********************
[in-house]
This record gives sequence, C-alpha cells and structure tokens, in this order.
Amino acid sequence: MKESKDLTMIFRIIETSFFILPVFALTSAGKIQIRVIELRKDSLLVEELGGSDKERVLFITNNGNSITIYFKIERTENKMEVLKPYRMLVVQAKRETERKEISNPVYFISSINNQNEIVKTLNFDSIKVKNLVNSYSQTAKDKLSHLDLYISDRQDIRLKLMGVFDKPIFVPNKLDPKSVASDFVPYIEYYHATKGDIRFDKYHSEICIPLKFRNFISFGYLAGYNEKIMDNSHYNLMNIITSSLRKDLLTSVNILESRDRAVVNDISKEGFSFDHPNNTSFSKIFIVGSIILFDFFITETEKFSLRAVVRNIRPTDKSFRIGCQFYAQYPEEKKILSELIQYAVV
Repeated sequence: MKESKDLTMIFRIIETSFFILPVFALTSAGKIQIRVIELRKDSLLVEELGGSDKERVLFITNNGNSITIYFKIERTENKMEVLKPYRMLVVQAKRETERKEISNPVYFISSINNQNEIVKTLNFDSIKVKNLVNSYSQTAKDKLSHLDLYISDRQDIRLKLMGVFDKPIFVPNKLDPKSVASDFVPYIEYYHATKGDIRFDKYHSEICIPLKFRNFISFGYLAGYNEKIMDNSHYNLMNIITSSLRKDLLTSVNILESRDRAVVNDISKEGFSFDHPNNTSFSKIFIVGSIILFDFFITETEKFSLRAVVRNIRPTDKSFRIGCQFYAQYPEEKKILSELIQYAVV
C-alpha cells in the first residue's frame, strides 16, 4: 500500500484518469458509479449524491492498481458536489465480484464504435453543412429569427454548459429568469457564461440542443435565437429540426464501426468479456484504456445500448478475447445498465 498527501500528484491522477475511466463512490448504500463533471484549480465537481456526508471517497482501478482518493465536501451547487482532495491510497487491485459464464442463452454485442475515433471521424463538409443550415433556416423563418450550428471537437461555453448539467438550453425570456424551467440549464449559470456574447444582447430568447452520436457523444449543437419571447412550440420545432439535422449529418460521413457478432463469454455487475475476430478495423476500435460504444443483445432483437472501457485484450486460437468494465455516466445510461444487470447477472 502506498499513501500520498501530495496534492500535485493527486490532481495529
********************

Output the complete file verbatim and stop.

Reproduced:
[in-house]
This record gives sequence, C-alpha cells and structure tokens, in this order.
Amino acid sequence: MKESKDLTMIFRIIETSFFILPVFALTSAGKIQIRVIELRKDSLLVEELGGSDKERVLFITNNGNSITIYFKIERTENKMEVLKPYRMLVVQAKRETERKEISNPVYFISSINNQNEIVKTLNFDSIKVKNLVNSYSQTAKDKLSHLDLYISDRQDIRLKLMGVFDKPIFVPNKLDPKSVASDFVPYIEYYHATKGDIRFDKYHSEICIPLKFRNFISFGYLAGYNEKIMDNSHYNLMNIITSSLRKDLLTSVNILESRDRAVVNDISKEGFSFDHPNNTSFSKIFIVGSIILFDFFITETEKFSLRAVVRNIRPTDKSFRIGCQFYAQYPEEKKILSELIQYAVV
Repeated sequence: MKESKDLTMIFRIIETSFFILPVFALTSAGKIQIRVIELRKDSLLVEELGGSDKERVLFITNNGNSITIYFKIERTENKMEVLKPYRMLVVQAKRETERKEISNPVYFISSINNQNEIVKTLNFDSIKVKNLVNSYSQTAKDKLSHLDLYISDRQDIRLKLMGVFDKPIFVPNKLDPKSVASDFVPYIEYYHATKGDIRFDKYHSEICIPLKFRNFISFGYLAGYNEKIMDNSHYNLMNIITSSLRKDLLTSVNILESRDRAVVNDISKEGFSFDHPNNTSFSKIFIVGSIILFDFFITETEKFSLRAVVRNIRPTDKSFRIGCQFYAQYPEEKKILSELIQYAVV
C-alpha cells in the first residue's frame, strides 16, 4: 500500500484518469458509479449524491492498481458536489465480484464504435453543412429569427454548459429568469457564461440542443435565437429540426464501426468479456484504456445500448478475447445498465 498527501500528484491522477475511466463512490448504500463533471484549480465537481456526508471517497482501478482518493465536501451547487482532495491510497487491485459464464442463452454485442475515433471521424463538409443550415433556416423563418450550428471537437461555453448539467438550453425570456424551467440549464449559470456574447444582447430568447452520436457523444449543437419571447412550440420545432439535422449529418460521413457478432463469454455487475475476430478495423476500435460504444443483445432483437472501457485484450486460437468494465455516466445510461444487470447477472 502506498499513501500520498501530495496534492500535485493527486490532481495529